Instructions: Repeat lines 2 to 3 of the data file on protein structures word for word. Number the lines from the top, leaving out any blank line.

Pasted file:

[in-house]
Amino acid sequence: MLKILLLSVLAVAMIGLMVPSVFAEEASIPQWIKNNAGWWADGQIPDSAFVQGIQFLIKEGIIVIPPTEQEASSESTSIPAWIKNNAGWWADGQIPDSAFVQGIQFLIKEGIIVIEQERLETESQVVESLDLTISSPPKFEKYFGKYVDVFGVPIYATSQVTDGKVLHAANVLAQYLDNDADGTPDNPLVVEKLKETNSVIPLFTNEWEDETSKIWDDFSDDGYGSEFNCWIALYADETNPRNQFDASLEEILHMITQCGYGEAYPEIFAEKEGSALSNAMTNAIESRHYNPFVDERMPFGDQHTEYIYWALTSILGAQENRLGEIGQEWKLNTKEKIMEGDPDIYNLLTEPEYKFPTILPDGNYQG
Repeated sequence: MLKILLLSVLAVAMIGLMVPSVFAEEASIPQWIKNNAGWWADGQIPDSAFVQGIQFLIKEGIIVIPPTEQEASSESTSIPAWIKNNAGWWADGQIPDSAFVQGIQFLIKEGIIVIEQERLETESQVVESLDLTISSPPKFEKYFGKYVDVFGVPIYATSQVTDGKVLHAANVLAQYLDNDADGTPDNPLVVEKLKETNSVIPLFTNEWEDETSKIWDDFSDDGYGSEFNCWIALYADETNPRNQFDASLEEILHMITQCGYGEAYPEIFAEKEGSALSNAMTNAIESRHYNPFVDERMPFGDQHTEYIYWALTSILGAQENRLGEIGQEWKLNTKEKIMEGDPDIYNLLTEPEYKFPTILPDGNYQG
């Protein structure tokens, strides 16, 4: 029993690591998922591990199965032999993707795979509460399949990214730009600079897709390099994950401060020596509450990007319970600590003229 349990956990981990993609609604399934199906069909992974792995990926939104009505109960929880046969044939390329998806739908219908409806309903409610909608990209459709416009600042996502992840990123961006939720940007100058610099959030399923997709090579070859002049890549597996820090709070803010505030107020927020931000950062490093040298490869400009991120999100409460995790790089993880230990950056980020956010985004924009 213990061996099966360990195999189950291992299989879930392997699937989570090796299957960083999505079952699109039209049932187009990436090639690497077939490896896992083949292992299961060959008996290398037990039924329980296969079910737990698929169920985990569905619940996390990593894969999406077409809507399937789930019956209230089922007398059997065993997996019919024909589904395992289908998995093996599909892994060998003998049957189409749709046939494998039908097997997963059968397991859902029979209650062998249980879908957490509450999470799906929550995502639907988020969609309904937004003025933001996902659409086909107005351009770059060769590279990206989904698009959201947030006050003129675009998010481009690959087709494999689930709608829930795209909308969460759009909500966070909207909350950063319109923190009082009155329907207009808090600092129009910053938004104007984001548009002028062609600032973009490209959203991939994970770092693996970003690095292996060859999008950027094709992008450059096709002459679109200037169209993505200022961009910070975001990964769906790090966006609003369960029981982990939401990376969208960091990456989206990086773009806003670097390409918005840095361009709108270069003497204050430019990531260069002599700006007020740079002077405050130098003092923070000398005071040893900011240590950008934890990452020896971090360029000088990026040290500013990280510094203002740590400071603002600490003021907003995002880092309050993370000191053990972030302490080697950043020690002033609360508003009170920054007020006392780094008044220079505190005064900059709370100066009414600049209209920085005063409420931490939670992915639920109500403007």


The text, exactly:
Amino acid sequence: MLKILLLSVLAVAMIGLMVPSVFAEEASIPQWIKNNAGWWADGQIPDSAFVQGIQFLIKEGIIVIPPTEQEASSESTSIPAWIKNNAGWWADGQIPDSAFVQGIQFLIKEGIIVIEQERLETESQVVESLDLTISSPPKFEKYFGKYVDVFGVPIYATSQVTDGKVLHAANVLAQYLDNDADGTPDNPLVVEKLKETNSVIPLFTNEWEDETSKIWDDFSDDGYGSEFNCWIALYADETNPRNQFDASLEEILHMITQCGYGEAYPEIFAEKEGSALSNAMTNAIESRHYNPFVDERMPFGDQHTEYIYWALTSILGAQENRLGEIGQEWKLNTKEKIMEGDPDIYNLLTEPEYKFPTILPDGNYQG
Repeated sequence: MLKILLLSVLAVAMIGLMVPSVFAEEASIPQWIKNNAGWWADGQIPDSAFVQGIQFLIKEGIIVIPPTEQEASSESTSIPAWIKNNAGWWADGQIPDSAFVQGIQFLIKEGIIVIEQERLETESQVVESLDLTISSPPKFEKYFGKYVDVFGVPIYATSQVTDGKVLHAANVLAQYLDNDADGTPDNPLVVEKLKETNSVIPLFTNEWEDETSKIWDDFSDDGYGSEFNCWIALYADETNPRNQFDASLEEILHMITQCGYGEAYPEIFAEKEGSALSNAMTNAIESRHYNPFVDERMPFGDQHTEYIYWALTSILGAQENRLGEIGQEWKLNTKEKIMEGDPDIYNLLTEPEYKFPTILPDGNYQG